Reserve Studies “Undercover”

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By Robert M. Nordlund, PE, RS
Association Reserves, Inc.
October 2012

A long running joke in my extended family is that no one knows what I do for a living. It’s even been suggested over the years that my company, Association Reserves, Inc., is simply a “cover” for my real profession as a hired assassin and that site inspections offer me and my team a convenient excuse for unhindered domestic and international travel. And so one of the challenges of writing an article about Reserve Studies is first making sure the readers have a clear understanding of exactly what a Reserve Study is!

In 1998, National Reserve Study Standards (NRSS) were published that made explaining my line of work a little easier.  At the very least, NRSS established standard terminology and identified the key three results of a Reserve Study:

  • Component List (outlining the scope & schedule of Reserve projects)
  • Calculation of Reserve Fund Strength (% Funded measure of whether current Reserve Fund has kept pace with past deterioration)
  • Funding Plan (necessary to assure the timely completion of scheduled Reserve projects)

But knowing what belongs in a Reserve Study really does very little to explain the usefulness of the Reserve Study itself. So, let me spend a few minutes outlining how four different interested parties can find tremendous value in a Reserve Study:

  1. Volunteer Boardmembers- should value the Reserve Study as a form of protection against decisions that might otherwise be motivated by emotions, popularity or perception. Because all Boardmembers serve in a fiduciary capacity, they need to be able to defend and justify the “soundness” of their actions to the homeowners. A Reserve Study should provide the Board with a sense of being well-armed to make wise business judgments.  Reserve Studies also transcends Board turnover by offering decision-making stability from year to year.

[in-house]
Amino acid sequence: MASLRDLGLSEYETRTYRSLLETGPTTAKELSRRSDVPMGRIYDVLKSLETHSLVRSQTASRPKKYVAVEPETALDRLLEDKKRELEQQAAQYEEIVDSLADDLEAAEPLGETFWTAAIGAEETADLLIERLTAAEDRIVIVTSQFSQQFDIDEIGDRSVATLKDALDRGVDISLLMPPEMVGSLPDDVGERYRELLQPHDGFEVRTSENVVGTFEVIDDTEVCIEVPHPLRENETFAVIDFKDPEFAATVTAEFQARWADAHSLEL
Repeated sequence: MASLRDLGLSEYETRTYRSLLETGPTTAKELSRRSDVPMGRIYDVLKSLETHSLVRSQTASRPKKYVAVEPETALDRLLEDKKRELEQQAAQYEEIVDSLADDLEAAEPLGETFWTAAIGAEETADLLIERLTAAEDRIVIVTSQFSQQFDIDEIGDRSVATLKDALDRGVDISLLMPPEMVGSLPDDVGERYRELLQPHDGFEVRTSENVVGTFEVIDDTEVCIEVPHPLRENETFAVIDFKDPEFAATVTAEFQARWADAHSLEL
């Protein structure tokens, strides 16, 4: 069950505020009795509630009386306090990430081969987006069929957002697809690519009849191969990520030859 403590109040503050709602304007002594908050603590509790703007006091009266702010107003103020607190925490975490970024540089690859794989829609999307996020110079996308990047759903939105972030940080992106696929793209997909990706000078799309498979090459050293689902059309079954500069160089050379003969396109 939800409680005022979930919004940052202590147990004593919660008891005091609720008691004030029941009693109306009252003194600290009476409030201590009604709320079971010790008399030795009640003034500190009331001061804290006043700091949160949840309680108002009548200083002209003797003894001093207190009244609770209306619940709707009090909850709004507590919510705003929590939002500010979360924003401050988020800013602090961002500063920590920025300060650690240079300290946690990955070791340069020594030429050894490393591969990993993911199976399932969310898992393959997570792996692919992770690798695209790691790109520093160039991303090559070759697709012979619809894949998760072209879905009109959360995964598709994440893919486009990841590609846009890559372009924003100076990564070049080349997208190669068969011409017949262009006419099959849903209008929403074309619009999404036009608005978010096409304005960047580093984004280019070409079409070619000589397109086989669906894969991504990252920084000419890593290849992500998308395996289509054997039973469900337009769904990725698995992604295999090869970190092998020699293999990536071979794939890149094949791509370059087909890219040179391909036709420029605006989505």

2. Professional Managers- should value the Reserve Study as a planning tool.  It is only by knowing exactly “where they are” that an organization can make wise and informed decisions about “where they want to go”.  Given the moving target nature of reserve planning (i.e., a regular pattern of reserve funding contrasted with an irregular pattern of reserve spending) it is valuable to have a reliable and consistent snapshot for the purpose of comparison and assessing progress each year. By watching the Reserve Fund Strength (% Funded) trend up or down over the years, Managers can see whether the Association is gradually under-reserving or strengthening its financial position.
  3. Homeowners- should value the Reserve Study as an independent and accurate statement of fact regarding the current year reserve funding situation, as well as a schedule of repair & replacement projects that are slated for completion. The Reserve Study eliminates mysteries and surprises and is the place where these facts and expectations are assembled, documented, and communicated annually in one convenient location.
  4. Potential Purchasers- should value the Reserve Study as a form of consumer protection. Because potential purchasers represent future homeowners, these buyers have a right to know the financial health of the Association, the history of repairs & replacements, and their risk of facing a Special Assessment.

You may find it interesting that I made no mention of state legislation governing HOA reserves, even though, as of this writing, 30 states have specific reserve funding laws on the books. The first reason is that I believe strongly in the inherent value of a well-executed Reserve Study.  The second reason is that reserve statutes (like most legislation) were codified by politicians, regularly ignoring the wise and practical input of industry professionals. The resulting legislation often contains confusing legal jargon and sets forth requirements that are, at best, awkward and cumbersome, and at worst, without merit.

The bottom line is that Association-governed community living involves shared expenses. The Reserve Study documents the cost of common area deterioration and recommends a Funding Plan not just so that that repairs & replacements can be completed in a timely manner, but so that every homeowner pays their fair share along the way.

If I divulge any more than that I’d have to kill you!

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